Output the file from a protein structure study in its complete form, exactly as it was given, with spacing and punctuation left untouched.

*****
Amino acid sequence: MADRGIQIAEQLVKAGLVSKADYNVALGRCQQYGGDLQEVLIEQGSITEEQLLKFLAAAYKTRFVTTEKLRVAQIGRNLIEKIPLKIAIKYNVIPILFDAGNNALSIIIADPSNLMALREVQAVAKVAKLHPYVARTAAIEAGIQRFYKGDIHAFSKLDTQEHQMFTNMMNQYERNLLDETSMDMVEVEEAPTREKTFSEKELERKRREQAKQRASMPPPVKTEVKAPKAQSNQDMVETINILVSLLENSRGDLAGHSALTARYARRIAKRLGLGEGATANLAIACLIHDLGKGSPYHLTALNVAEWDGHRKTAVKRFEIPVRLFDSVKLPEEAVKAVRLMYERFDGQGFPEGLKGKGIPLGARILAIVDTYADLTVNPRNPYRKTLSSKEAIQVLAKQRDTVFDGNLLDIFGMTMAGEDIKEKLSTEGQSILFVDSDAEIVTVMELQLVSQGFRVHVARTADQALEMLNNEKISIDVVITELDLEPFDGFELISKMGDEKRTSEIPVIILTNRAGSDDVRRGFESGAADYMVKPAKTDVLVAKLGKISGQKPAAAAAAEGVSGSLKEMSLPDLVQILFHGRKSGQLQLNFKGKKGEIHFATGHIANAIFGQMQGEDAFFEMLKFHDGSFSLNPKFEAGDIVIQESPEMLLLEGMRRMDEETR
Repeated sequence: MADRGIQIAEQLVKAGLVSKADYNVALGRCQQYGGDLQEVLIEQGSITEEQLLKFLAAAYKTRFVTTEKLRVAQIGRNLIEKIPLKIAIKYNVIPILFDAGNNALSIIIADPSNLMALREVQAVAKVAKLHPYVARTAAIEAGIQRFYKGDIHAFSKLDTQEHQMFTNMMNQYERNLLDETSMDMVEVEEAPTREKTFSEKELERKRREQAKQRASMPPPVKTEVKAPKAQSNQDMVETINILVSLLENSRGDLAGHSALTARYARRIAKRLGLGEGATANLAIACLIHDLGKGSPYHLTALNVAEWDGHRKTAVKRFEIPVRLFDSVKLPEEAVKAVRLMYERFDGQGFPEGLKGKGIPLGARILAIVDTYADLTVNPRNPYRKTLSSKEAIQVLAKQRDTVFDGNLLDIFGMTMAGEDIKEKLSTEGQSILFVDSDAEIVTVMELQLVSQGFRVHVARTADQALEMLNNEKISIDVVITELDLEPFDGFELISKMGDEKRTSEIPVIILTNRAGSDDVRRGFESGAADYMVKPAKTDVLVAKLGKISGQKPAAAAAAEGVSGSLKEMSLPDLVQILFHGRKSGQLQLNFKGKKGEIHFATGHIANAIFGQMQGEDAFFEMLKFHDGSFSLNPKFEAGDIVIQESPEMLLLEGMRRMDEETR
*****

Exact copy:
Amino acid sequence: MADRGIQIAEQLVKAGLVSKADYNVALGRCQQYGGDLQEVLIEQGSITEEQLLKFLAAAYKTRFVTTEKLRVAQIGRNLIEKIPLKIAIKYNVIPILFDAGNNALSIIIADPSNLMALREVQAVAKVAKLHPYVARTAAIEAGIQRFYKGDIHAFSKLDTQEHQMFTNMMNQYERNLLDETSMDMVEVEEAPTREKTFSEKELERKRREQAKQRASMPPPVKTEVKAPKAQSNQDMVETINILVSLLENSRGDLAGHSALTARYARRIAKRLGLGEGATANLAIACLIHDLGKGSPYHLTALNVAEWDGHRKTAVKRFEIPVRLFDSVKLPEEAVKAVRLMYERFDGQGFPEGLKGKGIPLGARILAIVDTYADLTVNPRNPYRKTLSSKEAIQVLAKQRDTVFDGNLLDIFGMTMAGEDIKEKLSTEGQSILFVDSDAEIVTVMELQLVSQGFRVHVARTADQALEMLNNEKISIDVVITELDLEPFDGFELISKMGDEKRTSEIPVIILTNRAGSDDVRRGFESGAADYMVKPAKTDVLVAKLGKISGQKPAAAAAAEGVSGSLKEMSLPDLVQILFHGRKSGQLQLNFKGKKGEIHFATGHIANAIFGQMQGEDAFFEMLKFHDGSFSLNPKFEAGDIVIQESPEMLLLEGMRRMDEETR
Repeated sequence: MADRGIQIAEQLVKAGLVSKADYNVALGRCQQYGGDLQEVLIEQGSITEEQLLKFLAAAYKTRFVTTEKLRVAQIGRNLIEKIPLKIAIKYNVIPILFDAGNNALSIIIADPSNLMALREVQAVAKVAKLHPYVARTAAIEAGIQRFYKGDIHAFSKLDTQEHQMFTNMMNQYERNLLDETSMDMVEVEEAPTREKTFSEKELERKRREQAKQRASMPPPVKTEVKAPKAQSNQDMVETINILVSLLENSRGDLAGHSALTARYARRIAKRLGLGEGATANLAIACLIHDLGKGSPYHLTALNVAEWDGHRKTAVKRFEIPVRLFDSVKLPEEAVKAVRLMYERFDGQGFPEGLKGKGIPLGARILAIVDTYADLTVNPRNPYRKTLSSKEAIQVLAKQRDTVFDGNLLDIFGMTMAGEDIKEKLSTEGQSILFVDSDAEIVTVMELQLVSQGFRVHVARTADQALEMLNNEKISIDVVITELDLEPFDGFELISKMGDEKRTSEIPVIILTNRAGSDDVRRGFESGAADYMVKPAKTDVLVAKLGKISGQKPAAAAAAEGVSGSLKEMSLPDLVQILFHGRKSGQLQLNFKGKKGEIHFATGHIANAIFGQMQGEDAFFEMLKFHDGSFSLNPKFEAGDIVIQESPEMLLLEGMRRMDEETR